Q: Any enzymes, additives or additions you always turn to?
I just use a color enzyme when I start but I don't use heaps of it. It breaks the chains down. I use it in my cold soak because they're more water labeled than they are ethanol label. It's fine and works for your color during fermentation but they don't want to come out as readily once you start forming alcohol. I try to encourage it to come out during cold soak. If the must is sitting on CO2 pellets, I mix it up everyday. Once I start to see good color, then I start fermenting.
Since I'm harvesting ripe, I don't want to add a lot of tartaric. I've also got higher PH. You don't want a lot of spontaneous craziness going on because then you lose the aromatics. If you get all these weird microbial activity, then you lose all the pure fruit and aromatics that you get.
Q: What's your percentage of whole berries to crushed grapes?
It's a lot. It's probably 75% whole berry. Completely de-stem but no crush. So the whole bin looks like a big thing of blueberries when it's done. It breaks open during fermentation pretty readily, even during cold soak with the enzyme. I know the enzyme people areshaking their heads but for me I'm looking for color extraction upfront. Color extraction is two things; it's enzyme work and it's heat. By the time you get to 95 degrees, you've already got a lot of ethanol in the wine so you're not going to get the anthocyanin in wine to come out as much as if you were early onset.
Q: Tell me about press day
I press to one bar, which is just one atmosphere -- or about fourteen pounds, I think? Then everything else goes to hard press and in the stainless steel kegs.
Usually, I get off one ton and about 15 gallons of hard press. I'll fine the hard press because it's usually tannic and the pH is a lot higher so I'm treating that a little bit differently. I want to be able to incorporate it back but want to make sure that it's reflective of the other stuff.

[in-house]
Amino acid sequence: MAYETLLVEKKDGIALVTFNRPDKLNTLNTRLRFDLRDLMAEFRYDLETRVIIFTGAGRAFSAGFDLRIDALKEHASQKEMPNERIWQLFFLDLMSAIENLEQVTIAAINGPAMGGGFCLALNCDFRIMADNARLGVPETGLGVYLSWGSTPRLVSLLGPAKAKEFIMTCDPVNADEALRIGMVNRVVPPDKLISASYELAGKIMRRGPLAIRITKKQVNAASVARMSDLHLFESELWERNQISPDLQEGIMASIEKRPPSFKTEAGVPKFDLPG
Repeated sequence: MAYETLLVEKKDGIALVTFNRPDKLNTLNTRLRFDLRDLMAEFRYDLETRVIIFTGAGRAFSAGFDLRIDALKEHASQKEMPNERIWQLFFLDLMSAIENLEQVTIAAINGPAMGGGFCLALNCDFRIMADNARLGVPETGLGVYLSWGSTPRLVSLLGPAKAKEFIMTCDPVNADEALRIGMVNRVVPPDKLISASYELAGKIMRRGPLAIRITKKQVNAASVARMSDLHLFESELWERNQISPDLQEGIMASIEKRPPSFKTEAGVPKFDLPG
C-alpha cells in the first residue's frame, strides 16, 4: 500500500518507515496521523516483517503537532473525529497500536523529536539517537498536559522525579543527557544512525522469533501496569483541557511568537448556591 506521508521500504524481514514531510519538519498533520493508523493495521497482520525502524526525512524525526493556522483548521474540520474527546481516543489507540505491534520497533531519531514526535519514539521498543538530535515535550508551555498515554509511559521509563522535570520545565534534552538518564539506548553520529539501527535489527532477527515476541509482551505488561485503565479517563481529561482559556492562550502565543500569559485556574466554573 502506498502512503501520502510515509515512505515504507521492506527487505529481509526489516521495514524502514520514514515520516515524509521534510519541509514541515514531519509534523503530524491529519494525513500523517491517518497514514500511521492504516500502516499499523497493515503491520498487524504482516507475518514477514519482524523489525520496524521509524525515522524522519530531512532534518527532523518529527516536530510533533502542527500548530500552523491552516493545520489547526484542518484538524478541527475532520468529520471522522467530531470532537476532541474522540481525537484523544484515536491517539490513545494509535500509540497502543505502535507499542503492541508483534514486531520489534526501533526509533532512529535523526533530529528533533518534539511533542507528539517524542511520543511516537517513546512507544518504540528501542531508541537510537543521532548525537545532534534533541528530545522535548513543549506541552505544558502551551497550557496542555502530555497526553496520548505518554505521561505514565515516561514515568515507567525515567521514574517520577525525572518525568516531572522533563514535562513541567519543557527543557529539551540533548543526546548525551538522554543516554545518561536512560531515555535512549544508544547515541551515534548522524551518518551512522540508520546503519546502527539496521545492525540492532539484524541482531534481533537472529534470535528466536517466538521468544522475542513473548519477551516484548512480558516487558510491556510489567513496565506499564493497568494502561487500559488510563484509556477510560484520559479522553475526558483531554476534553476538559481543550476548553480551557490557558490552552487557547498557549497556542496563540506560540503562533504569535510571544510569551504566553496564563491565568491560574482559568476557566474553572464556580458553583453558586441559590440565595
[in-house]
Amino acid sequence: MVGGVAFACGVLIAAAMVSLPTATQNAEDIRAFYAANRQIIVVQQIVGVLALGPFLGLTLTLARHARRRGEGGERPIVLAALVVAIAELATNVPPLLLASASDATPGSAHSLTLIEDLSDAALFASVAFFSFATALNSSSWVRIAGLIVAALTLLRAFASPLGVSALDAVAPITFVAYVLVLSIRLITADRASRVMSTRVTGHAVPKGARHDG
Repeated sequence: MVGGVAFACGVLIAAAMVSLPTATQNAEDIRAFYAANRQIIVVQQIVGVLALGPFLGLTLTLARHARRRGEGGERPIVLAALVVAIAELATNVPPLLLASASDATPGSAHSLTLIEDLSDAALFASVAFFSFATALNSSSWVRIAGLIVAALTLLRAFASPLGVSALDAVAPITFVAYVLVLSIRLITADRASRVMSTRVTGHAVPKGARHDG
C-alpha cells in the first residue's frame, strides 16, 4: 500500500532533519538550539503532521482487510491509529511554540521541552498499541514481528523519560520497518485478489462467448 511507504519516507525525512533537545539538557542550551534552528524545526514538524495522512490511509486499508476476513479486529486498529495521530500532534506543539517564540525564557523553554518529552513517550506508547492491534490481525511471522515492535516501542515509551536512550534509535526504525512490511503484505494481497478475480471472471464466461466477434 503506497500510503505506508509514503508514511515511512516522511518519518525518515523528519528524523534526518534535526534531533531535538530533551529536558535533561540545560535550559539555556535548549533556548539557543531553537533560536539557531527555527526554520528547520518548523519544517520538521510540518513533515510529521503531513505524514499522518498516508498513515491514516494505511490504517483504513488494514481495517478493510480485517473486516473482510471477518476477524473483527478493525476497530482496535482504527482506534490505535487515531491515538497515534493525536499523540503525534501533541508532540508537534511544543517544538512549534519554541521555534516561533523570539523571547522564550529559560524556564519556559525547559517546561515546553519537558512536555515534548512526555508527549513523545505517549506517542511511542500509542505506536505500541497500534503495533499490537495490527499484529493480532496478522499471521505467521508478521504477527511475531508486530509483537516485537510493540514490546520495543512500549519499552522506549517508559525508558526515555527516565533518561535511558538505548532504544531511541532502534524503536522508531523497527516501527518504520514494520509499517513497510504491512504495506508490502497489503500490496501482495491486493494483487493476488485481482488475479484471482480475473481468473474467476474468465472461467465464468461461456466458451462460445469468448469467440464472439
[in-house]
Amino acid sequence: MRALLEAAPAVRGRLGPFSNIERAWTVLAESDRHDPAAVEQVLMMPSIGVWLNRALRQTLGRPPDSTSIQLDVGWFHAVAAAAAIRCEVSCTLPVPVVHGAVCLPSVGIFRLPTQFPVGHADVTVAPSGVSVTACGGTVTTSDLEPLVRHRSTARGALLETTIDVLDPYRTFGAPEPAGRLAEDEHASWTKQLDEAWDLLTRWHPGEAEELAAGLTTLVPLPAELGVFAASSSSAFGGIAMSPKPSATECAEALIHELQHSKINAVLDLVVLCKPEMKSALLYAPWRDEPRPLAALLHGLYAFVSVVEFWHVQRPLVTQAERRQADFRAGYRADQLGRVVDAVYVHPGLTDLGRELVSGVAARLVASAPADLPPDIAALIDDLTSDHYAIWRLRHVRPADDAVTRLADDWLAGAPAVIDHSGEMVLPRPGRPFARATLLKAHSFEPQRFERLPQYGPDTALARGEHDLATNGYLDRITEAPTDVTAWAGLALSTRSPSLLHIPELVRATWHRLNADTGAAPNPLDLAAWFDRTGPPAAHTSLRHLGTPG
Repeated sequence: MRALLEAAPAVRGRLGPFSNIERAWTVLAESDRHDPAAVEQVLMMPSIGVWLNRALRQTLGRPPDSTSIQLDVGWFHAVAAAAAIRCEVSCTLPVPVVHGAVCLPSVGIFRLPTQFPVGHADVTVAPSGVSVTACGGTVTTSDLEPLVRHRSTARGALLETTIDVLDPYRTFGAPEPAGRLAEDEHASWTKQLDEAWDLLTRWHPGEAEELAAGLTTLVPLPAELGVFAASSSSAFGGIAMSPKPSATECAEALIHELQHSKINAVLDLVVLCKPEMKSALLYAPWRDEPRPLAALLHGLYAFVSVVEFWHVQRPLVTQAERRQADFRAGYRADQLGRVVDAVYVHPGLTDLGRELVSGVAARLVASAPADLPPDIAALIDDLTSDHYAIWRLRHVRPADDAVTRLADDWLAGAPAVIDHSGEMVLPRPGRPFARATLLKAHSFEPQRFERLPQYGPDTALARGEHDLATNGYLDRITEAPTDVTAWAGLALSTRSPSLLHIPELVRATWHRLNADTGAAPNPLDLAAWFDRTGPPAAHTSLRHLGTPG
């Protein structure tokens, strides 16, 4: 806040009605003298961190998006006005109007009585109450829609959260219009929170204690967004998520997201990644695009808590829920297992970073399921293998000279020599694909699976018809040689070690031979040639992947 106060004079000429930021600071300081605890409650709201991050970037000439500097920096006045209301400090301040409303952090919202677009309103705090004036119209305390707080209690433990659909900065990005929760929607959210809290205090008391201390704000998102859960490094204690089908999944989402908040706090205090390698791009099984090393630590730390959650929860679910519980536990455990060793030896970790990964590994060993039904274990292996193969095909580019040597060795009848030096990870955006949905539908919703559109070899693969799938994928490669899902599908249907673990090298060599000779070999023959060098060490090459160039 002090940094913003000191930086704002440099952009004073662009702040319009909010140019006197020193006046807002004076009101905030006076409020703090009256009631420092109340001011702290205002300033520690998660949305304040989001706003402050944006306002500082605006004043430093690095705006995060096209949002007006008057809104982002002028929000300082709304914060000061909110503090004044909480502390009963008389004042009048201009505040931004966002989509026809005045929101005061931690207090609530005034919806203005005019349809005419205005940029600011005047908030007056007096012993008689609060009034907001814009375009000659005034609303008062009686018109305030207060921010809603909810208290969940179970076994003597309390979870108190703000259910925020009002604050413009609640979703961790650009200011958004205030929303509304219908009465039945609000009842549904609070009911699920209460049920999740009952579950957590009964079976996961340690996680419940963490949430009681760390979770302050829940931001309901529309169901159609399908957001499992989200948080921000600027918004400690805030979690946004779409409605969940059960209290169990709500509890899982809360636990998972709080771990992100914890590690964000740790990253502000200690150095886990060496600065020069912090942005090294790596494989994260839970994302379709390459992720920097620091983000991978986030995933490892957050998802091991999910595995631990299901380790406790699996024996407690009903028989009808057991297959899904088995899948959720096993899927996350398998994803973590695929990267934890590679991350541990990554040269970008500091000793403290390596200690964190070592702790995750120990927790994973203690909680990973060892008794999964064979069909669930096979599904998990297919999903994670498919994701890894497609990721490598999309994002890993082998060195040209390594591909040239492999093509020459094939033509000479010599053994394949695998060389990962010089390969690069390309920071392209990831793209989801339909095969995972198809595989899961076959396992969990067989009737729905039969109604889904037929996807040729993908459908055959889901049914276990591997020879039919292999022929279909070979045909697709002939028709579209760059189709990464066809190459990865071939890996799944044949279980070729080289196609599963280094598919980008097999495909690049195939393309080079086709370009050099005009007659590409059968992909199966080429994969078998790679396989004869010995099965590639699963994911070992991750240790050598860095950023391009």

Q: So you're an advocate for fining?
I'm a tannin freak so if I feel like if the wine has tannin issues, then I'll deal with it by fining. I have no problem fining but people have this huge problem with it. In Bordeaux, if you look at some of the classic literature, they'll fine some of their finest barrels up with up to six egg whites per barrel-- that's some pretty heavy fining. Fining isn't your enemy. Fining is simply if you have excess tannin, sometimes it's just never going to be good unless you get rid of it.
Different vintages extract differently so you have to evaluate each year differently. I don't come in with a formula. I first assess the grapes to be good and ripe. I'm not going to have to ferment nearly as hot as I would with extraction. On a cool year, I have to handle it completely different; have to ferment way hotter. Usually when tannins aren't as ripe, it's much harder to get them out of the skins.
Q: How long do you let it sit in bottle?
I like to give it at least a year, year and a half bottle age; at least. I think that the wine industry is doing this thing where they've got to release asap but really, after you bottle, I find the wines usually drink the best starting about a year and a half out. It's been my experience, whatever winery I've been at has been like that.
You shock the wine during the bottling process. You have this juice that's been subjected to very little amounts of oxygen towards the later stages of its life. Then even if you are the most diligent you can be getting it out of barrel and to tanks to go to bottle, you're picking up a lot of dissolved oxygen along the way. For a wine that's been that closed up to be super-oxidized for a brief period and then go back, it has this period where it just shuts down.
Q: Do you favor more of the art and the craft of winemaking versus the lab work and science?
I like the winemaking aspect of it by far. I mean, lab work is essential just to make sure that things are in line but I think really the winemaking side is what fascinates me. What I've found is that if I do everything right and don't monkey with the wines too much, then it turns out okay. If you start monkey-ing with the wines a lot, you lose the aromatics. You still have aromatics but they don't seem as pure, as rich. It's hard to explain. It's just missing that. You blow it off the more you move it so I try to be minimalist in that approach.
Q: How often do you rack?